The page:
‘The King of the Kippax’ was born in Hesleden, County Durham in February 1946; a youth player with Horden Colliery Welfare before joining second division Bury, making his debut in 1963. Bell would go on to make 10 appearances in his first season. The following year at just 18, he would establish himself as a regular, making 45 appearances in all competitions, scoring 13 goals in the process. Bigger clubs had started to notice.
The next season [1965-6], would see another 10 goals in 31 appearances as well as being made captain before Manchester City came knocking. Bell moved to City helping them secure the Second Division Championship. City consolidated their position back in the first division. Bell in his first taste of top flight football played in every City match, making 50 appearances in total, scoring 14 goals – an excellent return for a central midfielder.
Then came the 1967-8 season. City tussled with neighbours and rivals United all season before clinching the title on the final game of the season with a 4-3 win at St. James Park. Glory – City’s first silverware since 1956; the goals of Neil Young, Francis Lee and Mike Summerbee and wing play of Tony Coleman. The “Ballet on Ice” in which at a snowbound White Hart Lane, City routed Tottenham with style and panache.
Behind it all – Colin Bell, – ‘The King of the Kippax’ notching 43 appearances and scoring 17 goals. City looked on the verge of something special with a special player. Bell’s performances had attracted the attention of Alf Ramsey and 11 days after the Newcastle match, Bell made his England debut, dominant in a 3-1 friendly win over Sweden.
City would win the FA Cup the following season and in 1969-70 become the first English team to win a domestic and European trophy in the same season beating West Brom in the League Cup and the European Cup Winners Cup with victory over Górnik. In the league however [apart from 1971/72] City struggled over the following years, regularly finishing mid-table. Throughout though Bell remained consistent –with appearances and goals.
Bell was named in the 1970 World Cup squad but Ramsey – struggling with the concept of substitutes – using him sparingly. With Bobby Charlton’s retirement, Bell cemented a position in midfield. The next few years were frustrating at club and international level with City stagnating and England’s failure to qualify for the 1974 World Cup.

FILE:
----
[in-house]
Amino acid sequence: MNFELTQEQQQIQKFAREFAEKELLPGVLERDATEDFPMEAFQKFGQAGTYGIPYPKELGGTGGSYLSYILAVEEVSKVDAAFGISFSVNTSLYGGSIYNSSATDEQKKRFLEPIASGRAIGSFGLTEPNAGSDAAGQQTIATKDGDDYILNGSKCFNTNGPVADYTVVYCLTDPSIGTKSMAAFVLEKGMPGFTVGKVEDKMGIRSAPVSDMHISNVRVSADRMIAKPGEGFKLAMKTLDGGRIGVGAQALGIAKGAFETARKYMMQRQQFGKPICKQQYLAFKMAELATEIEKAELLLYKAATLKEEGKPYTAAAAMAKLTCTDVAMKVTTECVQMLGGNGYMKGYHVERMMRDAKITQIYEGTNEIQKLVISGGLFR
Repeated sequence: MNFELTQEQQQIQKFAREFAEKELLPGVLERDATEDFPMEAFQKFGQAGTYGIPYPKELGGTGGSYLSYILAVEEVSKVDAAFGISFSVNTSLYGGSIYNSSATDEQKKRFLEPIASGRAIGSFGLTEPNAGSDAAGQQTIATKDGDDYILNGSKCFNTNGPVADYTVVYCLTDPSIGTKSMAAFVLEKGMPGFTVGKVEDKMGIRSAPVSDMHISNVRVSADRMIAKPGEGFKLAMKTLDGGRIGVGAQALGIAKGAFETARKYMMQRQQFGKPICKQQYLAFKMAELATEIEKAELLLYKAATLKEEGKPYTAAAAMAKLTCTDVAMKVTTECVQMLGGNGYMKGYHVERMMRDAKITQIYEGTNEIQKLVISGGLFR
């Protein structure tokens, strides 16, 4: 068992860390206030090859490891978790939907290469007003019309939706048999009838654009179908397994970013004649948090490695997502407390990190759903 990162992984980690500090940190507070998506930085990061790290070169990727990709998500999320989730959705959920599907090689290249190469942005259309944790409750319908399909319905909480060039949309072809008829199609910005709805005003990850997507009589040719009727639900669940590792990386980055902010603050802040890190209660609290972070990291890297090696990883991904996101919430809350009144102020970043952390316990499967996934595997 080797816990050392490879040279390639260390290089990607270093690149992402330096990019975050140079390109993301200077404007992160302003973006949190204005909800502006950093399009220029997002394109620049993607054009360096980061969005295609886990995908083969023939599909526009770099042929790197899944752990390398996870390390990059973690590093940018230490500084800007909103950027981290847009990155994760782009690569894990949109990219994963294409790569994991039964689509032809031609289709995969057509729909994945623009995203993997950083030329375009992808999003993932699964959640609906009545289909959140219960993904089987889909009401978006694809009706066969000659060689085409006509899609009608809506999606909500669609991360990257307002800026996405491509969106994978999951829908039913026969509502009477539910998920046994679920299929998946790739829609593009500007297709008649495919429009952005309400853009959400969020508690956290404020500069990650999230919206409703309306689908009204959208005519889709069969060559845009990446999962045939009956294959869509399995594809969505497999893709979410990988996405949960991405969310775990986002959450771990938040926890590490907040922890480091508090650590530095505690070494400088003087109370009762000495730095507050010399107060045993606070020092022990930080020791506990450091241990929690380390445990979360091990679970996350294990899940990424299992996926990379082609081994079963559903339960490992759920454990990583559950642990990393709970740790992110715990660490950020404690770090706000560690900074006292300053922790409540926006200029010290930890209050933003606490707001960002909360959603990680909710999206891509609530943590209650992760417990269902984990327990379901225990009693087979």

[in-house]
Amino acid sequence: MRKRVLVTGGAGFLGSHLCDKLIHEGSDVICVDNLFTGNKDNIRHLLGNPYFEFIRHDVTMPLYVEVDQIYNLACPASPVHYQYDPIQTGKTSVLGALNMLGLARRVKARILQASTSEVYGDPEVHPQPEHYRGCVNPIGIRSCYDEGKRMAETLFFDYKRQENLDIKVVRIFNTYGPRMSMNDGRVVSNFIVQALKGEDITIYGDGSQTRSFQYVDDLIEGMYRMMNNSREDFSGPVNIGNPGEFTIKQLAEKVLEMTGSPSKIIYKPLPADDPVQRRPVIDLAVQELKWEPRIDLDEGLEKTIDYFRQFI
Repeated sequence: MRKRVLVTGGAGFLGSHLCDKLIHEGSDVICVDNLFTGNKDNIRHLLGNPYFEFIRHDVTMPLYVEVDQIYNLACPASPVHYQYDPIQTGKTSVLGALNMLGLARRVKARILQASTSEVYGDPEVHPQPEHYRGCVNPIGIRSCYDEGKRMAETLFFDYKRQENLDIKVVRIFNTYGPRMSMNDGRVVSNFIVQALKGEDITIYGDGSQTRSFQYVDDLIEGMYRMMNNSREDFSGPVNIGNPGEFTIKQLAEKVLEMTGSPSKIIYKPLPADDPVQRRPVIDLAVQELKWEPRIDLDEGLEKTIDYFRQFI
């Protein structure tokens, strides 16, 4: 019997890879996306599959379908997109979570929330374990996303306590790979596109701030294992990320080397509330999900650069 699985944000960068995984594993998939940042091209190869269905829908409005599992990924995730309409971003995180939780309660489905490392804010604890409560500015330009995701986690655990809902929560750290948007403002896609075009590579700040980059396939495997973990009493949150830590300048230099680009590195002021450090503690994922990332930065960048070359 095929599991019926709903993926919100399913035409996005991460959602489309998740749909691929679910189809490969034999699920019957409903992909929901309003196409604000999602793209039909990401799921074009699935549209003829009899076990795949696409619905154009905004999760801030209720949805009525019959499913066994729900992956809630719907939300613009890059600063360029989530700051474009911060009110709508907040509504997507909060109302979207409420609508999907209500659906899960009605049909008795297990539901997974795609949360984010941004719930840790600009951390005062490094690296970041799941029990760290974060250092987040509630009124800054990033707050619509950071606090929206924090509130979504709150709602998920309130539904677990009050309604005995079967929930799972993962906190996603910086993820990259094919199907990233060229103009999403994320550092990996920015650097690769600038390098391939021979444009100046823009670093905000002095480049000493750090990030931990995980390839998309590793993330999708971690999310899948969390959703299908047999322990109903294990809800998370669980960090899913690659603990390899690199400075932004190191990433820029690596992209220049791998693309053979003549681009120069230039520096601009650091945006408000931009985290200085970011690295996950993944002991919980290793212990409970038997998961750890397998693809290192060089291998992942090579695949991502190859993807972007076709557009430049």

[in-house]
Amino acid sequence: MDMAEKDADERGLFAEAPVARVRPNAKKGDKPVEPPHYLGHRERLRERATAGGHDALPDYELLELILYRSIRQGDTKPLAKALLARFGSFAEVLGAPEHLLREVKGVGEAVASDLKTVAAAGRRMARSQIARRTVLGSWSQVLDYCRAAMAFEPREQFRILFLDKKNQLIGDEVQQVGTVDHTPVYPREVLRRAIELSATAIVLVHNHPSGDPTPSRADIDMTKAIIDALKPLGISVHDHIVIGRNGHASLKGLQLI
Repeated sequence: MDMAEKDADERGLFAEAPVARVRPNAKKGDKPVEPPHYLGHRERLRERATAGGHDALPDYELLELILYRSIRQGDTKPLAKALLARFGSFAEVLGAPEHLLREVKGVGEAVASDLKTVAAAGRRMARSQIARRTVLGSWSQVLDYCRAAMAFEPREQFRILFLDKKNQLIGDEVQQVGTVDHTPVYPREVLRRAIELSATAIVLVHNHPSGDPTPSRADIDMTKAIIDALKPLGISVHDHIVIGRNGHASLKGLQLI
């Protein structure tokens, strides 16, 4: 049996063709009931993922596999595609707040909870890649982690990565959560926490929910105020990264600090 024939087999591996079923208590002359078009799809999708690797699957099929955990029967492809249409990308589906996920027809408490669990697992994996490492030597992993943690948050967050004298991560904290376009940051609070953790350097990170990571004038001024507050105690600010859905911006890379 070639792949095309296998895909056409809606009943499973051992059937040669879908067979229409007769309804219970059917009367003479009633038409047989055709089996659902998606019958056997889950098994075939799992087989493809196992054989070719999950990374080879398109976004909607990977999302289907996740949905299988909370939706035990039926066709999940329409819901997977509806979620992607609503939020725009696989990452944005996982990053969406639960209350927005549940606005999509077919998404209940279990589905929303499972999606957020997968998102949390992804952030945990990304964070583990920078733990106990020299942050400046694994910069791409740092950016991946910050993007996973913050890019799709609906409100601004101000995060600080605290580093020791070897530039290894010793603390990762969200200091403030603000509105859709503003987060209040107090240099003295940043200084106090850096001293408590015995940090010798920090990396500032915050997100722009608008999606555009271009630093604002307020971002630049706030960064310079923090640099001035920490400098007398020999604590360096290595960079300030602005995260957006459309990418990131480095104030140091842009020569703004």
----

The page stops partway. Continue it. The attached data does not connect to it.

The 1974-75 season saw an ever-present Bell in tremendous form for club and country with 45 appearances and 18 goals for City mixed in with international wins over Czechoslovakia, West Germany and Scotland. Sadly the following season in November injury struck at Old Trafford. The injury was so serious it effectively ended Bell’s career. Comebacks were attempted but never really successful.
Colin Bell was perhaps the most complete midfielder England has ever seen. Incredible stamina [hence the nickname ‘Nijinsky’], good defensively, a box to box midfielder with the ability to play a ‘killer’ pass and a goal scorer with a ratio better than many strikers.
Colin Bell was respected and revered by fans, players and media alike.
GREATEST SQUAD – STARTING XI [4-3-1-2]
BILLY WRIGHT BOBBY MOORE
JIMMY ARMFIELD ASHLEY COLE
DUNCAN EDWARDS BRYAN ROBSON COLIN BELL
TOM FINNEY JIMMY GREAVES
GREATEST SQUAD – RESERVES
GK: PETER SHILTON
GK: RAY CLEMENCE
RB: GARY NEVILLE
LB: RAY WILSON
CB: ROY MCFARLAND
CB: DES WALKER
CDM: ALAN MULLERY
CM: ALAN BALL
CM: GLENN HODDLE
RW: STANLEY MATTHEWS
ST: NAT LOFTHOUSE
ST: GARY LINEKER
Created by Alan Robins Images by Jorge Manuel Martins